carrying amount of goodwill exceeds its implied fair value, an impairment loss
is recognized. That loss is equal to the carrying amount of goodwill that is in
excess of its implied fair market value.


Goodwill and Other Intangible Assets. Due primarily to continued pressures in the sales margin and resulting earnings of Millennium, the Company’s wholesale insurance brokerage business, this analysis determined that the carrying value of the reporting unit was higher than the fair value of the reporting unit, which resulted in a non-cash goodwill impairment charge of $8,700,000 in 2008. The Millennium intangible assets are related to their customer lists and tradename. The Company also tested the Millennium intangible assets for impairment in conformity with SFAS 144,
Goodwill and Other Intangible Assets. Due primarily to continued pressures in the sales margin and resulting earnings of Millennium, the Company’s wholesale insurance brokerage business, this analysis determined that the carrying value of the reporting unit was higher than the fair value of the reporting unit, which resulted in a non-cash goodwill impairment charge of $8,700,000 in 2008. The Millennium intangible assets are related to their customer lists and tradename. The Company also tested the Millennium intangible assets for impairment in conformity with SFAS 144,
Goodwill and Other Intangible Assets.
Due primarily to continued pressures in the sales margin and resulting earnings
of Millennium, the Company’s wholesale insurance
brokerage business, this analysis determined that the carrying value of the
reporting unit was higher than the fair value of the reporting unit, which
resulted in a non-cash goodwill impairment charge of $8,700,000 in 2008. The
Millennium intangible assets are related to their customer lists and tradename.
The Company also tested the Millennium intangible assets for impairment in
conformity with SFAS 144,
Goodwill and Other Intangible Assets.
Due primarily to continued pressures in the sales margin and resulting earnings
of Millennium, the Company’s wholesale insurance
brokerage business, this analysis determined that the carrying value of the
reporting unit was higher than the fair value of the reporting unit, which
resulted in a non-cash goodwill impairment charge of $8,700,000 in 2008. The
Millennium intangible assets are related to their customer lists and tradename.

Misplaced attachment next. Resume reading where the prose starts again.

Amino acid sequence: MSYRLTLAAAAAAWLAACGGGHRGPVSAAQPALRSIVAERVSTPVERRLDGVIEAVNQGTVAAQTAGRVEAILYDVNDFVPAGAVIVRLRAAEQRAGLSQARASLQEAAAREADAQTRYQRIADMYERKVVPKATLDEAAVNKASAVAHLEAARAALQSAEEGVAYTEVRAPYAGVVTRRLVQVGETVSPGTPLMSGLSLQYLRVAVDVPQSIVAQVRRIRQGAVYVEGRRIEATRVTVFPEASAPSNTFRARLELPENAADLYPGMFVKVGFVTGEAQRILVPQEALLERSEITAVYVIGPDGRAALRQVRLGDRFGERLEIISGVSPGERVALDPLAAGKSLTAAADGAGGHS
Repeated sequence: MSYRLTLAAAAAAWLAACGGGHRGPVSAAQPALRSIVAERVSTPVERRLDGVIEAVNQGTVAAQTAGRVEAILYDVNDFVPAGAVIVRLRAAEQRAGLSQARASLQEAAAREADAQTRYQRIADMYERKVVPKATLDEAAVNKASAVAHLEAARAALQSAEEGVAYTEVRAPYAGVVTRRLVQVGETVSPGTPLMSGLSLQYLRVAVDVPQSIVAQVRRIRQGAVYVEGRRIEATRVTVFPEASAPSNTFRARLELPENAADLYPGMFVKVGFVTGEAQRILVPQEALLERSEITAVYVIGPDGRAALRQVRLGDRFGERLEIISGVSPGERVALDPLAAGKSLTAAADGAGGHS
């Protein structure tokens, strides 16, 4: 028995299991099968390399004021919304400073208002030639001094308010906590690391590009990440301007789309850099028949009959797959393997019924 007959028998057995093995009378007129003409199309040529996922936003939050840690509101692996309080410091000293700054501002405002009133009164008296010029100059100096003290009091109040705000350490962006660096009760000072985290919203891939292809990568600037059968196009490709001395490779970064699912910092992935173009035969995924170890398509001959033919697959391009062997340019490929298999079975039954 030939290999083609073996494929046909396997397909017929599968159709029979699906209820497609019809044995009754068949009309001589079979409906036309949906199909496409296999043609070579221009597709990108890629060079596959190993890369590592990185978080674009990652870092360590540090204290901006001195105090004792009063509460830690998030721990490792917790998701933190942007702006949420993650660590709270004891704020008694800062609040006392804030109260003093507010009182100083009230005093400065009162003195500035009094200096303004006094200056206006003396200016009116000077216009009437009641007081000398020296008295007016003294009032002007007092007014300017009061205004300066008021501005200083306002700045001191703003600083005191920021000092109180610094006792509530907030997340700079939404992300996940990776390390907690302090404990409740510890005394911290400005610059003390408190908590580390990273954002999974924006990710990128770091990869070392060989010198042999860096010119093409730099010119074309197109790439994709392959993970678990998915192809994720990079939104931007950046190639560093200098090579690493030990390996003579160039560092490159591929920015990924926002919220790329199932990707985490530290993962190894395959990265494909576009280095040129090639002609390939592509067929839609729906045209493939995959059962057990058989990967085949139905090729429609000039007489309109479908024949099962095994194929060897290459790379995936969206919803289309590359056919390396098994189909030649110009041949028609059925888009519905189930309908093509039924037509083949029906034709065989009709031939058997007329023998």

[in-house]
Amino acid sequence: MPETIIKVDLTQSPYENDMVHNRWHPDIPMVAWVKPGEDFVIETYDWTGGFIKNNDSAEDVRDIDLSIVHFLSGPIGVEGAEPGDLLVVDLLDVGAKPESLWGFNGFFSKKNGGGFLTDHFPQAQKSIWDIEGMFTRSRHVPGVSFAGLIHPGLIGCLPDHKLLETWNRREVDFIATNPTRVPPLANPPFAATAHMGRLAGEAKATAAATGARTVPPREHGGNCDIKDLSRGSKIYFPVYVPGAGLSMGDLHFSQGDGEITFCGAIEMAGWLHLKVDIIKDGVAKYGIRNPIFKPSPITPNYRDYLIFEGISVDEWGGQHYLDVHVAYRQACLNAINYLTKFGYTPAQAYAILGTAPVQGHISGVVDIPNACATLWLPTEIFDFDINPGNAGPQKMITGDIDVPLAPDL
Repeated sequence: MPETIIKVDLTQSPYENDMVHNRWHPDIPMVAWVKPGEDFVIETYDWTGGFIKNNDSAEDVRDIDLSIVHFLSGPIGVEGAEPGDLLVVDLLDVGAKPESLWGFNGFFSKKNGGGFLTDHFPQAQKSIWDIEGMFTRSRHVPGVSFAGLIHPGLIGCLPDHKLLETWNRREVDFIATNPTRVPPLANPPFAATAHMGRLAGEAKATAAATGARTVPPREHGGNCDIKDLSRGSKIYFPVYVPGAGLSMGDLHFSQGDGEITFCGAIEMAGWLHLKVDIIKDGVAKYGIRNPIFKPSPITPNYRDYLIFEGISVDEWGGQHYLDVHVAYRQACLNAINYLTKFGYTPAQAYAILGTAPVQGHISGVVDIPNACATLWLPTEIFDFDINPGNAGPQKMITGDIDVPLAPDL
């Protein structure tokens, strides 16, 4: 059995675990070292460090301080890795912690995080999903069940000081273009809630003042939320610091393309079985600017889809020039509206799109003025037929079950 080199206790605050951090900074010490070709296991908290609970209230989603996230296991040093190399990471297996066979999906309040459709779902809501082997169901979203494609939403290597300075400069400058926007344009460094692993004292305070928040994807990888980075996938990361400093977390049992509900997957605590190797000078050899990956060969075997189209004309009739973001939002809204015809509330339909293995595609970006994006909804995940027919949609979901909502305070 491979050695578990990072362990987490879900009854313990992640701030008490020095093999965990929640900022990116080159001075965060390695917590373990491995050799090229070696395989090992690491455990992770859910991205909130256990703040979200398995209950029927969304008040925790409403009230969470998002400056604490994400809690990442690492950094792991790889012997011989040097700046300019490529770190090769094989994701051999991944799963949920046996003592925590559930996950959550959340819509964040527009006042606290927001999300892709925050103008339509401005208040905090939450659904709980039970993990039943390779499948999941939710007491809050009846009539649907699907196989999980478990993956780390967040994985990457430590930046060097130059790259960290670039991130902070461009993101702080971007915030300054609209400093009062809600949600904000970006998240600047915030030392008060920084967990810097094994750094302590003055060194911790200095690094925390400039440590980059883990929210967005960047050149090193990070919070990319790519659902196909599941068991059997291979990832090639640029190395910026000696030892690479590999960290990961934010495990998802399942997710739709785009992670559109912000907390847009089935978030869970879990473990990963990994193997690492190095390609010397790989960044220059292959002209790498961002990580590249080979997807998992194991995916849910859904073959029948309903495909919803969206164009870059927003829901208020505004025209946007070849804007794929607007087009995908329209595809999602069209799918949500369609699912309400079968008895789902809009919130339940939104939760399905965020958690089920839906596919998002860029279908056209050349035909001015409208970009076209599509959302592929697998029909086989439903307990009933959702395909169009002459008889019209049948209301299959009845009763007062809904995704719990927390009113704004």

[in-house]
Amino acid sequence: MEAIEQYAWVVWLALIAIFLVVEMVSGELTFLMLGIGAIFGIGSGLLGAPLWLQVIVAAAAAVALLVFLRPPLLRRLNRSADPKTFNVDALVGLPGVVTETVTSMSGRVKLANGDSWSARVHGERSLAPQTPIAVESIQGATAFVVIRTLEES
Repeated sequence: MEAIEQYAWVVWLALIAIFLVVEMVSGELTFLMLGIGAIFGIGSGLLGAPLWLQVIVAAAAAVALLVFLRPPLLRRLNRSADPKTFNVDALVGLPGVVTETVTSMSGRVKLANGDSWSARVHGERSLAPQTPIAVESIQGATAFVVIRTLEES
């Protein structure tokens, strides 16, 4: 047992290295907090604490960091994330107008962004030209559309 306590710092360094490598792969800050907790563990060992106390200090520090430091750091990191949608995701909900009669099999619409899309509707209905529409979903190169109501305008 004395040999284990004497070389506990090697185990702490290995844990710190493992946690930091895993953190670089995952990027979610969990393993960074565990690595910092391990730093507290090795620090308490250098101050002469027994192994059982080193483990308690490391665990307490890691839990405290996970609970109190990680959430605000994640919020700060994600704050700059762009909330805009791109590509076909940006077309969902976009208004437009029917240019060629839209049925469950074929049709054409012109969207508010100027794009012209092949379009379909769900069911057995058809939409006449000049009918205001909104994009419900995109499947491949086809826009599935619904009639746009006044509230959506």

The Company also tested the Millennium intangible assets for impairment in
conformity with SFAS 144,
This excerpt taken from the EFSC 10-Q filed Nov 7, 2008.
Goodwill and Other Intangible Assets. This analysis determined that the carrying value of the reporting unit was higher than the fair value of the reporting unit, which resulted in a third quarter pre-tax, non-cash goodwill impairment charge of $5,900,000. This charge did not reduce the Company’s regulatory capital, cash flow or liquidity.

The Company evaluates the goodwill associated with our banking segment as of December 31 each year.

The tables below present an analysis of the goodwill and intangible activity for the periods presented.

(in thousands)       Goodwill
Balance at December 31, 2007 $ 57,177  
     Acquisition-related adjustments (1)   812  
     Goodwill write-off related to sale of Liberty branch   (97 )
     Goodwill write-off related to sale of DeSoto branch   (680 )
     Goodwill impairment related to Millennium Brokerage Group   (5,900 )
Balance at September 30, 2008 $           51,312  

(1)       Includes additional purchase accounting adjustments on the Millennium and Great American acquisitions necessary to reflect additional valuation data since the respective acquisition dates.

7



Customer and
Trade Name Core Deposit
(in thousands)       Intangibles       Intangible       Net Intangible
Balance at December 31, 2007 $ 2,724 $ 3,329 $ 6,053
       Intangible write-off related to sale of Liberty branch - (269 ) (269 )
       Intangible write-off related to sale of DeSoto branch - (336 ) (336 )
       Amortization expense (634 ) (468 )        (1,102 )
Balance at September 30, 2008 $        2,090 $        2,256 $ 4,346

The following table reflects the expected amortization schedule for the customer, trade name and core deposit intangibles (in thousands) at September 30, 2008.